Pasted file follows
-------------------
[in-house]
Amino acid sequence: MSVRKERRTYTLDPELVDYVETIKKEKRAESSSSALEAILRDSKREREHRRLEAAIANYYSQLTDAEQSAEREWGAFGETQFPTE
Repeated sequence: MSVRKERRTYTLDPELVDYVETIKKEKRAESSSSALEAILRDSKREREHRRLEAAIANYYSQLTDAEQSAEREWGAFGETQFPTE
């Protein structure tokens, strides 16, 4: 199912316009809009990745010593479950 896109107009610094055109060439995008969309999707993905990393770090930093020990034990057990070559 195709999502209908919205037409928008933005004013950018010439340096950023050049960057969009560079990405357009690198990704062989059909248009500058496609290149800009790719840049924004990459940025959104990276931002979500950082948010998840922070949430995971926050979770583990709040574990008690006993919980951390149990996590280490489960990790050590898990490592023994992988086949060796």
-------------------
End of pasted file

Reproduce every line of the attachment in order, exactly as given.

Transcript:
[in-house]
Amino acid sequence: MSVRKERRTYTLDPELVDYVETIKKEKRAESSSSALEAILRDSKREREHRRLEAAIANYYSQLTDAEQSAEREWGAFGETQFPTE
Repeated sequence: MSVRKERRTYTLDPELVDYVETIKKEKRAESSSSALEAILRDSKREREHRRLEAAIANYYSQLTDAEQSAEREWGAFGETQFPTE
């Protein structure tokens, strides 16, 4: 199912316009809009990745010593479950 896109107009610094055109060439995008969309999707993905990393770090930093020990034990057990070559 195709999502209908919205037409928008933005004013950018010439340096950023050049960057969009560079990405357009690198990704062989059909248009500058496609290149800009790719840049924004990459940025959104990276931002979500950082948010998840922070949430995971926050979770583990709040574990008690006993919980951390149990996590280490489960990790050590898990490592023994992988086949060796």